Thailand: Tiger Conservation and Vertebrate Field Methods
Estimated Program Dates:
December 27, 2019 - January 17, 2020
October 1, 2019
Interested in studying tigers? This is the primary focus of a three week experience in Thailand, where you will explore the country's cultural and conservation challenges. CFANS has been a principal partner in a long-term tiger conservation project, and one of the highlights of this course will be working on that project in a "biodiversity hotspot" that is home to over 400 bird species, 90 reptile species and 108 species of fish. Activities will include camera-trapping techniques, prey assessment methods, and radio telemetry approaches to the study of tigers and other large mammals. The course will begin with a two-day visit to Suphan Buri Province, near the Tha Chin River, North of Bangkok where you will learn about Thai culture, and enjoy several excursions. Then you'll travel to Thailand's premier conservation research site, home base for daily field activities and a launching point for a wilderness trip into more remote parts of western Thailand. Not only will you experience the beauty and diversity of Thailand – as part of a team, you will investigate and gain an understanding of landscape-scale conservation strategies and methods to study large mammals and birds. Prior to departure you will return to Bangkok to explore this vibrant and unforgettable city.
Looking for more information, description, and understanding? See the 2015/2016 Daily Journal (PDF) and 2016/2017 Daily Journal (PDF) from student participants!
**Please note that each experience in Thailand is unique, and while this journal is a great overview of the program, your experience will be special to your year.
CFAN 3504 - 3.0 credits
*For more detailed information, see the 2019program itinerary.
WHO WILL BENEFIT
Students interested in sustainability, conservation and management of natural resources.
LEARNING ABROAD CENTER FIRST STEP SESSION
First Step Sessions give basic information about programs, services, and resources available through the Learning Abroad Center. You do not have to reserve your spot, just show up to 230 Heller Hall, West Bank. You can also complete the First Step Session online.
Please note: Because we cover so much information in a short period of time, if you are more than 5 minutes late you will have to attend a different First Step Session.
ESTIMATED PROGRAM COST
$4,500. The final 2020 program cost will be posted in fall 2019.
The program fee includes instruction, orientation, program administration, airfare and in-country transportation, international health insurance, lodging, excursions, and most meals.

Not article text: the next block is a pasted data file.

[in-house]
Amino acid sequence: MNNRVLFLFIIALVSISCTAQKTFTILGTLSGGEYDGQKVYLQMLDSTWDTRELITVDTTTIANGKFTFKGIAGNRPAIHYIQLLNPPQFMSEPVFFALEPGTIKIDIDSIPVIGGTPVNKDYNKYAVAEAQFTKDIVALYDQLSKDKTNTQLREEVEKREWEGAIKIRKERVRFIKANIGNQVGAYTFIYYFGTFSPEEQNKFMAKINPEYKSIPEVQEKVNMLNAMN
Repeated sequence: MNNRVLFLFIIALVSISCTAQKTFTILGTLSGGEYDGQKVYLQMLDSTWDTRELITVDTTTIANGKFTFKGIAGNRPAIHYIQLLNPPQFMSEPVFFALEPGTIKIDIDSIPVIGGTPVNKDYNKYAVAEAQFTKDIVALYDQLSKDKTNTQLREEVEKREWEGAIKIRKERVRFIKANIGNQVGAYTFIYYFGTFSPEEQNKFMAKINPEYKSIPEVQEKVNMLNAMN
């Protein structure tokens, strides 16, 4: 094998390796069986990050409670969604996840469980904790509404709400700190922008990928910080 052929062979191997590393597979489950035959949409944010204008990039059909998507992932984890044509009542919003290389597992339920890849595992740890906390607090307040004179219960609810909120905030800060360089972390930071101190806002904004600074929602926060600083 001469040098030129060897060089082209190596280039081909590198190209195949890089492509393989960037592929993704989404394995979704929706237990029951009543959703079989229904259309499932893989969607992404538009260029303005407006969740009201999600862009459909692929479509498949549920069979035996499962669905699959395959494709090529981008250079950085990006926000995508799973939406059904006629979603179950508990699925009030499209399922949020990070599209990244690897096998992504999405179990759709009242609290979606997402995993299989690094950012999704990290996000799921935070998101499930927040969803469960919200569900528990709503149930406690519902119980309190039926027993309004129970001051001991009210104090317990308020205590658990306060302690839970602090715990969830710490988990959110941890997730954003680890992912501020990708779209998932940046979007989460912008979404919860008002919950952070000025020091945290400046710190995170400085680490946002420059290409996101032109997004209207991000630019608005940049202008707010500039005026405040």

Dave Smith and Francesca Cuthbert are professors in the Department of Fisheries, Wildlife and Conservation Biology. Smith has a special interest in biology and conservation of mammals in Asia, specifically tigers, their social organization and dispersal patterns. Cuthbert's special interest is in biology and conservation of water birds.
Term: Winter 2016 - 2017
Traveling to Thailand was a life-changing experience. I had never traveled out of the country before this adventure, and going here was the best decision I've ever made. The wildlife, the field experience, the people, the food, the city, and the beach were all mesmerizing. Waking up to gibbon calls in the morning, being within 100 meters of a tiger, seeing a group of dholes, and seeing two elephants forty meters away while in the dense jungle made the trip worthwhile in itself, but another great thing about the trip is the impact it has had upon me personally, academically, and professionally. Coming into the trip I hadn't done any field work, and the field studies at Bueng Boraphet and Huai Kha Khaeng gave me field experience that provided a spark in motivating me to get more involved with field surveys, assessment, and research around the Twin Cities. The mist-netting and banding portion at Bueng Boraphet also ignited a new found passion in birds. I've always enjoyed birds, but I'd always had my mind set on working with mammals. However, after having my first hands on experience with birds like kingfishers and bitterns I understand why people have such a love for birds.
Click here to read Jeffrey's complete story in Thailand.